Baranowski T, Baranowski J, Thompson D, Buday R, Jago R, Griffith MJ, Islam N, Nguyen N, Watson KB. Video game play, child diet, and physical activity behavior change a randomized clinical trial. Am J Prev Med. 2011; 40(1):33-8.

Baranowski T, Baranowski JC, Watson KB, Martin S, Beltran A, Islam N, Dadabhoy H, Adame SH, Cullen K, Thompson D, Buday R, Subar A. Children's accuracy of portion size estimation using digital food images: effects of interface design and size of image on computer screen. Public Health Nutr. 2011; 14(3):418-25.

Baranowski T, Watson KB, Bachman C, Baranowski JC, Cullen KW, Thompson D, Siega Riz AM. Self efficacy for fruit, vegetable and water intakes: Expanded and abbreviated scales from item response modeling analyses. Int J Behav Nutr Phys Act. 2010; 7:25.

Baranowski T, Beltran A, Martin S, Watson KB, Islam N, Robertson S, Berno S, Dadabhoy H, Thompson D, Cullen K, Buday R, Subar AF, Baranowski J. Tests of the accuracy and speed of categorizing foods into child vs professional categories using two methods of browsing with children. J Am Diet Assoc. 2010; 110(1):91-4.

Cerin E, Barnett A, Baranowski T. Testing theories of dietary behavior change in youth using the mediating variable model with intervention programs. J Nutr Educ Behav. 2009 Sep-Oct;41(5):309-18.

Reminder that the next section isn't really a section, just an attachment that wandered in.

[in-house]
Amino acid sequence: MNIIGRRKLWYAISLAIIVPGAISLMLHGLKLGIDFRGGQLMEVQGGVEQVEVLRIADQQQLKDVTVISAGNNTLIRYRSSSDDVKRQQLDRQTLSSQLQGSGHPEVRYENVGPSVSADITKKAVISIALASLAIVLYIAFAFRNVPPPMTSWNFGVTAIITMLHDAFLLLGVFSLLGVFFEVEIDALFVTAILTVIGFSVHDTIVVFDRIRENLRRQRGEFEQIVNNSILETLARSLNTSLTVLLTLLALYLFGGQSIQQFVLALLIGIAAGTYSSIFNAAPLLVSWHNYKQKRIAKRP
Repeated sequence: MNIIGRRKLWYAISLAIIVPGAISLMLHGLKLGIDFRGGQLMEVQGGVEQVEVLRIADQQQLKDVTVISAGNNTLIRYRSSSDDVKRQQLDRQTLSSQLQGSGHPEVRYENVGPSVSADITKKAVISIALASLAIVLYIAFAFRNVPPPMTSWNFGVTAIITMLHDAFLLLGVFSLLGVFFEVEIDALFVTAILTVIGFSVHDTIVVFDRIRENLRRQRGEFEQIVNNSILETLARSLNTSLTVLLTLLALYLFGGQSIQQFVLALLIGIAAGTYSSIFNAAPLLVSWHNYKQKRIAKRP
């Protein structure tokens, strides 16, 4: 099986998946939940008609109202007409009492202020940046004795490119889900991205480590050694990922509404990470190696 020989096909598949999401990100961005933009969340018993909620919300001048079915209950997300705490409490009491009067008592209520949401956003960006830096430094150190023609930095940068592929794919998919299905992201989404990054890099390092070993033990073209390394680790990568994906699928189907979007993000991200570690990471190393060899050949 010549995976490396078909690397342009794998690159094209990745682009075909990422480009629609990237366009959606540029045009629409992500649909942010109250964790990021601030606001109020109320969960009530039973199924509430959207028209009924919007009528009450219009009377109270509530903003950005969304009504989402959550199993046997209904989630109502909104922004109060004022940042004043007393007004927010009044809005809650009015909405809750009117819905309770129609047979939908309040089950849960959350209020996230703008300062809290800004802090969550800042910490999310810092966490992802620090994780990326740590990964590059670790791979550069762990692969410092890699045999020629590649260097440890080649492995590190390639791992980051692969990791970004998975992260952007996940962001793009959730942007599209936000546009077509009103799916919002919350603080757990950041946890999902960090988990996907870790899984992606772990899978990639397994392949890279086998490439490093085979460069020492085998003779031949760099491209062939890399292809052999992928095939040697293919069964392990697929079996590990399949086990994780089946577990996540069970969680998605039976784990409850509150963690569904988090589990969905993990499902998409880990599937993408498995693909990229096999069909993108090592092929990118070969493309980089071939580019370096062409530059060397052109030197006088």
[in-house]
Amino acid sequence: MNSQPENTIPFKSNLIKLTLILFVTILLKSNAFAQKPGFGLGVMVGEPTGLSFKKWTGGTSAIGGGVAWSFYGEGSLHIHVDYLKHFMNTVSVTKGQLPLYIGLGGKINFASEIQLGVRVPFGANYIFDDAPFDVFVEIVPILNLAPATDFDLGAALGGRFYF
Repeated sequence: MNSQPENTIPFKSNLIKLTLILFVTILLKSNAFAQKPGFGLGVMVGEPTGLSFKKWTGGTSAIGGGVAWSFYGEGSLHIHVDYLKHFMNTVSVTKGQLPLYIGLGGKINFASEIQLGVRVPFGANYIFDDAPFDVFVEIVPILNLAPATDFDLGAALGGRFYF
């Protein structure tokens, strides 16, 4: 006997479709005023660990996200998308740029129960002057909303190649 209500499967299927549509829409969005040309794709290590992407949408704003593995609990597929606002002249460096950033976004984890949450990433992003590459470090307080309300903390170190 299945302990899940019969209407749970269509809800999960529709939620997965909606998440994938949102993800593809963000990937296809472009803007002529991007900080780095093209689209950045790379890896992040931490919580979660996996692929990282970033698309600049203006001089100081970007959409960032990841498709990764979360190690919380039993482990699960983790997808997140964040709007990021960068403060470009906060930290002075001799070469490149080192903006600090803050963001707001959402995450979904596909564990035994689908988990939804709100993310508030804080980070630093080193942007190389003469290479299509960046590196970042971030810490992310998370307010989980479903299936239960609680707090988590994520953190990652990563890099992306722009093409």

Baranowski T, Cerin E, Baranowski J. Steps in the design, development and formative evaluation of obesity prevention-related behavior change trials. Int J Behav Nutr Phys Act. 2009 Jan 21;6:6.

Baranowski T, Watson K, Missaghian M, Broadfoot A, Cullen K, Nicklas T, Fisher J, Baranowski J, O'Donnell S. Social support is a primary influence on home fruit, 100% juice, and vegetable availability. J Am Diet Assoc. 2008 Jul;108(7):1231-5.

Baranowski JC, Baranowski T, Beltran A, Watson KB, Jago R, Callie M, Missaghian M, Tepper BJ. 6-n-Propylthiouracil sensitivity and obesity status among ethnically diverse children. Public Health Nutr. 2009 Dec 22:1-6

Baranowski T, Buday R, Thompson DI, Baranowski J. Playing for real: video games and stories for health-related behavior change. Am J Prev Med. 2008; 34(1):74-82.

Baranowski T, Cullen KW, Nicklas T, Thompson D, Baranowski J. Are current health behavior change models helpful in guiding prevention of weight gain efforts? Obes Res. 2003; 11 Suppl:23S-43S.

Baranowski T, Baranowski J, Cullen KW, Thompson DI, Nicklas T, Zakeri I, Rochon J. The Fun, Food and Fitness Project (FFFP): The Baylor GEMS Pilot Study. Ethn Dis. 2003; 13(1 Suppl 1):S30-9.

Baranowski T, Baranowski J, Cullen KW, Marsh T, Islam N, Zakeri I, Honess-Moreale L, deMoor C. Squire’s Quest! Dietary outcome evaluation of a multimedia game. Am J Prev Med. 2003; 24(1):52-61.

E-mail this page to a friend